My rating: 4 of 5 stars
This is the third fictional account I have read about Katharina von Bora and, despite knowing her life quite well do I never get tired of reading about her life. I find it interesting to see how different authors will retell her life and I think that having Katharina write down her life as she is bedridden awaiting her first child was a wonderful idea. Yes, this means that the story will not retell her whole life, but you do get a wonderfully vivid account of her growing up, her life as a nun, and the time after she left the convent, and her new life with Martin.
I especially liked how Katharina von Bora life as a nun was described, and how the impact Luther's pamphlets had on her and the other nuns. For many women was becoming a nun nothing they have decided for themselves instead it was often their parents' decision and having to sacrifice the chance for a family of one's own was not an easy thing. Nevertheless, it was not an easy thing to leave the convent, to not be a nun anymore. Another thing I liked about the story was that the author did not portray Katharina and Martin as a couple
in love. He did really propose to her fellow nun Ava first and he never claimed to be in love with her. However, I loved the scene when he told her that he is not in love with her, but he thinks that love will grow between them. That I think was such a perfect way of describing their life together. They grew to love each other.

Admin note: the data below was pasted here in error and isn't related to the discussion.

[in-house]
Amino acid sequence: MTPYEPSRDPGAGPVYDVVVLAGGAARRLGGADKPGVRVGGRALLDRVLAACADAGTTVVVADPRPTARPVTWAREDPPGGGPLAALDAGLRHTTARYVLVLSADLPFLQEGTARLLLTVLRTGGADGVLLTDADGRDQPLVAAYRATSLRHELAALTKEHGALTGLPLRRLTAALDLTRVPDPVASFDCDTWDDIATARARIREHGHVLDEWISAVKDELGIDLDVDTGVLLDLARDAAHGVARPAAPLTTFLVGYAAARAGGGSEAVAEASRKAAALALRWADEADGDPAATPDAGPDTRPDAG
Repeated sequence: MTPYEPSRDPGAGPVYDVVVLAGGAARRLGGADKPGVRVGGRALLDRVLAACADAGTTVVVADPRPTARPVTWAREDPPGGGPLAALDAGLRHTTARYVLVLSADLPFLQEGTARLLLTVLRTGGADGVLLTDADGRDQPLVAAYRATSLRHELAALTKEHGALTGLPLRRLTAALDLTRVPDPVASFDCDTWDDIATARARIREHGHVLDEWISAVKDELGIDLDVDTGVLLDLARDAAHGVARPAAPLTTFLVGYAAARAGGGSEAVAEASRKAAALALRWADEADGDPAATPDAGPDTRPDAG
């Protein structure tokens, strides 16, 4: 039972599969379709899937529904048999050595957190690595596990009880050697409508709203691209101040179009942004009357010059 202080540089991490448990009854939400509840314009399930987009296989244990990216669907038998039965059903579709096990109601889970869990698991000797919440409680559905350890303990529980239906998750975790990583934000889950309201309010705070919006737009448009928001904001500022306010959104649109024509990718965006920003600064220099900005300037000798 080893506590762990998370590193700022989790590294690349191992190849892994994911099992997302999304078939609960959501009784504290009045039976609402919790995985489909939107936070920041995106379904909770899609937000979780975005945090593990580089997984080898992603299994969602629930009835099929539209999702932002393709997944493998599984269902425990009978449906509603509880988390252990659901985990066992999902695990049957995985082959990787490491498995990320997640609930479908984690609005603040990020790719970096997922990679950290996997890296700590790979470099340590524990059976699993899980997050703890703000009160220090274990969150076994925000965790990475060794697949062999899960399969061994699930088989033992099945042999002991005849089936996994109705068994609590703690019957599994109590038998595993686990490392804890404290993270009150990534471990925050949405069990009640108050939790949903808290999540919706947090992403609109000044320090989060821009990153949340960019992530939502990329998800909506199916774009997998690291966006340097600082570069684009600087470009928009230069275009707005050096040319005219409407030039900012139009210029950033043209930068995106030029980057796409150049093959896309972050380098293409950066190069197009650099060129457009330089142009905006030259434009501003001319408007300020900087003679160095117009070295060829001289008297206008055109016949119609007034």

I liked this book very much, I would have loved to read more about their lives together. However, it was quite logical to end the book with the birth of their first child. I also liked that his was really Katharina von Bora story, Martin Luther is as well a very interesting character, but I love reading books from women's perspective of a relationship, especially famous relationship.
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About the author:
Anne Boileau (also known as Polly Clarke) lives in Essex. She studied German in Munich and worked as interpreter and translator before turning to language-teaching in England. She also holds a degree in Conservation and Land Management from Anglia University and has written and given talks on various aspects of conservation. Now she shares, writes and enjoys poetry; her work has appeared in a number of anthologies and magazines; she has also won some awards, including First Prize with Grey Hen Press, 2016. She translates modern German poetry into English with Camden Mews Translators and was Chair of Suffolk Poetry Society from 2011 to 2014.